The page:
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Jon Stewart, former host of The Daily Show, smiles as Senate Majority Leader Mitch McConnell walks by. Photo: Bill Clark/CQ Roll Call

The Senate voted 97-2 on Tuesday to reauthorize the 9/11 Victim Compensation Fund, securing funding for first responders and victims impacted by the toxins at Ground Zero through 2092. Sens. Rand Paul (R-Ky.) and Mike Lee (R-Utah) were the only senators to vote no.

Why it matters: The fund is set to run out by 2020, affecting approximately 93,000 first responders and survivors still being treated or monitored 19 years after the 9/11 terrorist attacks. The tally of victims after 9/11 will eventually exceed the 2,977 killed on the day of the attacks, according to the New York Daily News.

The backdrop: Comedian Jon Stewart's championing of the issue, which included an impassioned speech at a House hearing in June in which he blasted members of Congress for their low attendance, has helped bring the bill to national prominence.

  • Stewart told Fox News in June that first responders were "at the end of their rope" with Congress and that the issue has "never been dealt with compassionately" by Senate Majority Leader Mitch McConnell (R-Ky.).
  • Stewart also called it "outrageous" that Sen. Rand Paul (R-Ky.) blocked the bill from being passed by unanimous consent last week. Paul responded by saying that he was "simply offering an amendment, which other senators support, to pay for this legislation."
  • Paul's amendment was ultimately defeated 22-77.

What they're saying:

  • Sen. Mitch McConnell said in a statement before the vote: "In just a few hours, the Senate will attend to an important subject that we have never failed to address: The September 11th Victims Compensation Fund… Congress can never repay these men, women, and families for their sacrifices. But we can do our small part to try and make our heroes whole. That’s why the Senate has never failed to attend to the Fund before. We weren’t about to do so now."
  • Sen. Rand Paul, who voted against the bill, wrote on Twitter: "While I support our heroic first responders, I can’t in good conscience vote for legislation which to my dismay remains unfunded. We have a nearly trillion dollar deficit and $22 trillion in debt. Spending is out of control."
  • Jon Stewart said at a press conference after the vote: "We can never repay all that 9/11 community has done for our country. But we can stop penalizing them. And today is that day that they can exhale."

What's next: The bill, which was passed by the House 402-12 earlier this month, will now go to the desk of President Trump for a signature.

Go deeper

Trump pressures Barr to release so-called Durham report

Bill Barr. Photo: Jabin Botsford/The Washington Post via Getty Images

President Trump and his allies are piling extreme pressure on Attorney General Bill Barr to release a report that Trump believes could hurt perceived Obama-era enemies — and view Barr's designation of John Durham as special counsel as a stall tactic, sources familiar with the conversations tell Axios.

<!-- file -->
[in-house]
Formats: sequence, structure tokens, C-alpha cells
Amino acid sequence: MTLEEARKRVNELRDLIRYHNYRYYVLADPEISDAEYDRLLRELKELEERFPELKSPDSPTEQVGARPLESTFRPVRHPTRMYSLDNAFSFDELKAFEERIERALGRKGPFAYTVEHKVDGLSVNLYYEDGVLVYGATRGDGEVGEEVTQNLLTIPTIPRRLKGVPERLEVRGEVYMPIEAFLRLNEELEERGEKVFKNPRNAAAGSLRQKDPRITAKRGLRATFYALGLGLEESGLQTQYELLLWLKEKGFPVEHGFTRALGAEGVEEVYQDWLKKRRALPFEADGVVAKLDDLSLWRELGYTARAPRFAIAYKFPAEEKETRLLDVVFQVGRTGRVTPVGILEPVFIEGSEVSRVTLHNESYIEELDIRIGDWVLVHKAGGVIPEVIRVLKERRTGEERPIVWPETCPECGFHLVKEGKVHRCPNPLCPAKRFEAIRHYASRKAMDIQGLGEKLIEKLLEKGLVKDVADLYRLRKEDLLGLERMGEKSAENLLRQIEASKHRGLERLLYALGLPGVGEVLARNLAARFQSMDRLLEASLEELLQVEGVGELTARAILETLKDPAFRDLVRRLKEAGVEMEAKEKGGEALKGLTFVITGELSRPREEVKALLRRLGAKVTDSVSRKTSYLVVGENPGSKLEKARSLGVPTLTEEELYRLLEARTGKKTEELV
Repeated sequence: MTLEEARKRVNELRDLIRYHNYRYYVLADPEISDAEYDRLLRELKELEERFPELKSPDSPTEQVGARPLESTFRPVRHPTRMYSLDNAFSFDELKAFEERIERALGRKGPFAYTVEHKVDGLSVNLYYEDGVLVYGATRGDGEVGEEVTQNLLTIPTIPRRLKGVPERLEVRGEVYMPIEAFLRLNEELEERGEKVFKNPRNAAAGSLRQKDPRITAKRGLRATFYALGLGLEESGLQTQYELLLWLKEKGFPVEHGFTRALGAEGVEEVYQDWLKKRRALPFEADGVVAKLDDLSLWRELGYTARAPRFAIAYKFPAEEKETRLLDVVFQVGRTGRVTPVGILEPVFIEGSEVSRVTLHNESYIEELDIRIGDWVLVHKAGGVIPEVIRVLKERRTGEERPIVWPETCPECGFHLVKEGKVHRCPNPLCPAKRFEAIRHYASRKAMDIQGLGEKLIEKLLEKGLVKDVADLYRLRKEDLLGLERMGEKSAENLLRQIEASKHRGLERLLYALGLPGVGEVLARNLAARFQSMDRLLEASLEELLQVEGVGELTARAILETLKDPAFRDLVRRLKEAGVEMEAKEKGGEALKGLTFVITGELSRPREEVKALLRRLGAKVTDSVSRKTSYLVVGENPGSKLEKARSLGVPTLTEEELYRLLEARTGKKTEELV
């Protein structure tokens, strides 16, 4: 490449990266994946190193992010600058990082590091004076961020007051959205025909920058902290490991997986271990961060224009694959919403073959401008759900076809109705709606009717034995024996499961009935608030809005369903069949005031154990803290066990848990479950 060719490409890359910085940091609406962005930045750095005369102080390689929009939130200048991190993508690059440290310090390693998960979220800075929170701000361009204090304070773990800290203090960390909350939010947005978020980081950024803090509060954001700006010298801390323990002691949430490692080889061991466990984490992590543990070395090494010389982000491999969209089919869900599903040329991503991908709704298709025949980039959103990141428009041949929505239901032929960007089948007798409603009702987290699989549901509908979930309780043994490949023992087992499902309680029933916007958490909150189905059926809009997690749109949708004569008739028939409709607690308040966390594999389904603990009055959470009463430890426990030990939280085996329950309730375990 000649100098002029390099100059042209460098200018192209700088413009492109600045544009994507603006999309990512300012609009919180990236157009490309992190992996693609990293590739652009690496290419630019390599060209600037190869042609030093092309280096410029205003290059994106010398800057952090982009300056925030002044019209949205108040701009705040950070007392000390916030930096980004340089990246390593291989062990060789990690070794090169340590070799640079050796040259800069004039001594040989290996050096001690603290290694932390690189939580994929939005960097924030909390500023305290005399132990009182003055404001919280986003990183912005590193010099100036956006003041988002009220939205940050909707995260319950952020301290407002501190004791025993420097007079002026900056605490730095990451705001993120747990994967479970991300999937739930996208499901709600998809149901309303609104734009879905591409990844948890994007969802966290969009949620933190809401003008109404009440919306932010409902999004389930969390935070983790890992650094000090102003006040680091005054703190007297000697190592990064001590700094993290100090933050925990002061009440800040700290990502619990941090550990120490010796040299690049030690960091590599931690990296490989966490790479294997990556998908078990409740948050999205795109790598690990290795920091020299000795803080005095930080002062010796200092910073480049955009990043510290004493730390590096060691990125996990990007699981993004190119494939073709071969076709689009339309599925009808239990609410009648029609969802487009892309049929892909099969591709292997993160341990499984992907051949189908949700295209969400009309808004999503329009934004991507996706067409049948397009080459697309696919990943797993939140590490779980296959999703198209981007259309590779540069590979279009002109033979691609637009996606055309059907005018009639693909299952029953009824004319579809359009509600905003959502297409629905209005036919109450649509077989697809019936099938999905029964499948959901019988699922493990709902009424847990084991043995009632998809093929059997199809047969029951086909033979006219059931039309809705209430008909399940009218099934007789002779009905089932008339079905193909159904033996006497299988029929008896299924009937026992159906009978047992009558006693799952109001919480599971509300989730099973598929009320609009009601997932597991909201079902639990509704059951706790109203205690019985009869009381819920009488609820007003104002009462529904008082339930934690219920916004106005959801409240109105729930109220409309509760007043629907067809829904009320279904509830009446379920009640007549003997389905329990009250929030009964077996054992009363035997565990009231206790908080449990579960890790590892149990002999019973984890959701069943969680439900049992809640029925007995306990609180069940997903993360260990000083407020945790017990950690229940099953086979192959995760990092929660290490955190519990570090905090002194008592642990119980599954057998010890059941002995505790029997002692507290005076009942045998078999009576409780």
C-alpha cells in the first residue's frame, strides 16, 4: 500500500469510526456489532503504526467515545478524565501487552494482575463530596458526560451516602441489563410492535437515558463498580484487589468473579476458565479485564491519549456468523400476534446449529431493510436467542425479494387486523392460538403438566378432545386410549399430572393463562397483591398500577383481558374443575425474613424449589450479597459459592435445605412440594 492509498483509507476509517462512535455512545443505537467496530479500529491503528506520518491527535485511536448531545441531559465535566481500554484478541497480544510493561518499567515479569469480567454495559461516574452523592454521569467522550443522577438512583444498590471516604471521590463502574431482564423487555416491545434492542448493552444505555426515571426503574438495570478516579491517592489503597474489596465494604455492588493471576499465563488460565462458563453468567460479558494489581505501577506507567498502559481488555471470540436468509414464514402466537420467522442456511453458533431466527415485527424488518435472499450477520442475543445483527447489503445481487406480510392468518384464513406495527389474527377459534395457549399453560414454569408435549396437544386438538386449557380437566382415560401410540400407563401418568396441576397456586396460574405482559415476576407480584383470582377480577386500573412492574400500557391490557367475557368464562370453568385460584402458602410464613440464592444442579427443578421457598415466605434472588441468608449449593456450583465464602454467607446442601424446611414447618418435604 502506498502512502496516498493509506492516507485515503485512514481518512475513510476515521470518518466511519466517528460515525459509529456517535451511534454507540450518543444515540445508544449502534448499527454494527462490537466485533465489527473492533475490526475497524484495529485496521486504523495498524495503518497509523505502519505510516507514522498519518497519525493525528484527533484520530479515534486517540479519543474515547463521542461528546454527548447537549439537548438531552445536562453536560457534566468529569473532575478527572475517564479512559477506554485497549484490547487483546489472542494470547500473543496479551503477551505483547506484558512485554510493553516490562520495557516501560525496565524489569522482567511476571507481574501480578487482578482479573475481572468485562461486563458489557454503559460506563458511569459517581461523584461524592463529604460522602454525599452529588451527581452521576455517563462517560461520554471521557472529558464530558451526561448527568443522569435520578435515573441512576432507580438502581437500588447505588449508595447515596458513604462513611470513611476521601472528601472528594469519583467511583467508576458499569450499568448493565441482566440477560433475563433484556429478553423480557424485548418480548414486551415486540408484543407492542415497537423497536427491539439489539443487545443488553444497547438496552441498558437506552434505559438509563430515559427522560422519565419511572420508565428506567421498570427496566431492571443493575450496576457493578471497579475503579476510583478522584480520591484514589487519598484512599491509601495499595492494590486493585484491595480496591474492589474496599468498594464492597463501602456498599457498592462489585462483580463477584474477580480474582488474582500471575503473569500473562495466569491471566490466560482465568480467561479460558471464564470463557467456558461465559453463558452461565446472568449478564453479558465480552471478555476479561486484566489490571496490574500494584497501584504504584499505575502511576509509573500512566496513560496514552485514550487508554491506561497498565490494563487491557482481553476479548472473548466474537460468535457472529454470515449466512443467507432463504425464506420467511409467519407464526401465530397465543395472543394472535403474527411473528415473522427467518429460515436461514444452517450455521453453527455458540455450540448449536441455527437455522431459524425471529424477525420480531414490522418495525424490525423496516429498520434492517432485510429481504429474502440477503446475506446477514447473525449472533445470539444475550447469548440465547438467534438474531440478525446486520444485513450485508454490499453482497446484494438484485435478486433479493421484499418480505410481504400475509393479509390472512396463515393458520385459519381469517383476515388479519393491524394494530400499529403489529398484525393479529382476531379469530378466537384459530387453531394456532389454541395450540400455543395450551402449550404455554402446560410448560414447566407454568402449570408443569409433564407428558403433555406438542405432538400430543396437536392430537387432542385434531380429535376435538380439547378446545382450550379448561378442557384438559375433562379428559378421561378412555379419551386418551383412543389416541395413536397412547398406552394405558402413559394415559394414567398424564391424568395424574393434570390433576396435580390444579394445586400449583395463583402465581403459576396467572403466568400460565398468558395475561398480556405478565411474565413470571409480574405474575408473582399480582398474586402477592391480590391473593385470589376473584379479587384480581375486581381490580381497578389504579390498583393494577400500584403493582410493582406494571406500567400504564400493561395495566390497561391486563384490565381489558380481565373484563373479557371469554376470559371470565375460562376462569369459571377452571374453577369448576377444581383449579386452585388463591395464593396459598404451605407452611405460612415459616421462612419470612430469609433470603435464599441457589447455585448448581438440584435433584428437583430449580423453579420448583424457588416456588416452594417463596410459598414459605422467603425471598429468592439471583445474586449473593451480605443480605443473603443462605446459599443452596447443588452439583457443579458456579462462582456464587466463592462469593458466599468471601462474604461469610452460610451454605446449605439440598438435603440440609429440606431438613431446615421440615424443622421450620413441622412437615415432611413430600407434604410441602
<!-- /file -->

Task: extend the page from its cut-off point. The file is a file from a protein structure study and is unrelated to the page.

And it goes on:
Why it matters: Speculation over Barr's fate grew on Tuesday, with just 49 days remaining in Trump's presidency, after Barr gave an interview to the Associated Press in which he said the Justice Department has not uncovered evidence of widespread fraud that could change the election's outcome.

CDC to cut guidance on quarantine period for coronavirus exposure

A health care worker oversees cars as people arrive to get tested for coronavirus at a testing site in Arlington, Virginia, on Tuesday. Photo: Olivier Douliery/AFP via Getty Images

The CDC will soon shorten its guidance for quarantine periods following exposure to COVID-19, AP reported Tuesday and Axios can confirm.

Why it matters: Quarantine helps prevent the spread of the coronavirus, which can occur before a person knows they're sick or if they're infected without feeling any symptoms. The current recommended period to stay home if exposed to the virus is 14 days. The CDC plans to amend this to 10 days or seven with a negative test, an official told Axios.

  • The CDC did not immediately respond to a request for comment.
4 hours ago - Health

CDC panel: COVID vaccines should go to health workers, long-term care residents first

Hospital staff work in the COVID-19 intensive care unit in Houston. Photo: Go Nakamura via Getty

Health-care workers and nursing home residents should be at the front of the line to get coronavirus vaccines in the United States once they’re cleared and available for public use, an independent CDC panel recommended in a 13-1 emergency vote on Tuesday, per CNBC.

Why it matters: Recent developments in COVID-19 vaccines have accelerated the timeline for distribution as vaccines developed by Pfizer and Moderna undergo the federal approval process. States are preparing to begin distributing as soon as two weeks from now.